Finally, a JORDAN shoe that Michael won't wear; this one is more suited for Mique than Mike.
The JORDAN Brand unit of Nike came out with a shoe intended exclusively for female basketball players in November 1998. In the fall 1998 shoe lineup, the Air Jordan 14 was the most expensive men's shoe Nike made. However, women do have an Air Max model that costs more than the Women's Jordan.
Despite the lack of "Air" in the name, the Women's Jordan does have Nike Air cushioning (both heel and forefoot).
Somebody wrote me and insisted (vigorously!) this would be the last Air Jordan. Somebody was wrong... sixteen times so far! The Air Jordan 15 came out in time for holiday giving in 1999 at the price of $150, the same as the previous model.
Nike made a major blooper here: no new Air Jordan shoes for holiday giving in 2000. The first Air Jordan 16 came out on 17 February 2001, and sold for $160. This model features a removable gaiter that covers the laces (not shown in this picture).
They were at a store near you in February 2002. They appear to be a follow-on design to the Air Jordan 16, but featuring lace locks that are a throwback to the ones used on the Air Jordan 5. The Air Jordan 17 retailed for $200 in men's sizes. Counting even the slow rate of inflation we've had since then, this is probably cheaper than 1989's $175 Reebok Pump. For that price, the shoes come complete with a fitted carrying case and a CD-ROM. (As they say on the cover of MAD Magazine: "CHEAP!")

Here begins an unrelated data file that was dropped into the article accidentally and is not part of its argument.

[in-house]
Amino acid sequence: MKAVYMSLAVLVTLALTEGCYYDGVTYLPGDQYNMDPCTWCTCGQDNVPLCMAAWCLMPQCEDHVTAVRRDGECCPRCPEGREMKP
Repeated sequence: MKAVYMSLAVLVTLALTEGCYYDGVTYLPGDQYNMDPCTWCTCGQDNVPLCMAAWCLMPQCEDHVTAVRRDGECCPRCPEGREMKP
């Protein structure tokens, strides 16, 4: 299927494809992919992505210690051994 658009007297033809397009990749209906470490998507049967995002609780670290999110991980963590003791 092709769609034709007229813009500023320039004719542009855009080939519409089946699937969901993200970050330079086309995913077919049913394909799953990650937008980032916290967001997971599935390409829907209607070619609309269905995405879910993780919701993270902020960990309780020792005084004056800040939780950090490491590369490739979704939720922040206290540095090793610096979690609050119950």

In the "use of Air Jordan shoes for other activities" department, I had a phlebotomist who works for the Laboratory Corporation of America tell me they were great to wear when he was doing phlebotomy; alas, I was the patient in question. I commented about his shoes, I said "Hopefully, with the $200 shoes, you know what you're doing." He did!
The Air Jordan 18 was February 2003's hot model. Nike apparently decided that a price of $175 was more acceptable. Like the Air Jordan 15, the shoe came with a gaiter over the vamp area. No carrying case or CD-ROM, but certain colorways reportedly came with an Air Jordan towel.
The Air Jordan 19 was February 2004's model. Nike apparently decided that a price of $165 was even better than $200 or even $175. My visual assessment is that the shoe looks almost identical to the earlier JUMPMAN Pro... and as soon as I first wrote that, I commented that somebody will send me a list of the differences. (Nobody ever did.)
The Air Jordan 20 came out on 19 February 2005. The price was $175, up $10 from the year before. Interesting design features include a "halo" encircling the ankle and a laser-engraved vamp with dozens of symbols engraved in the vamp.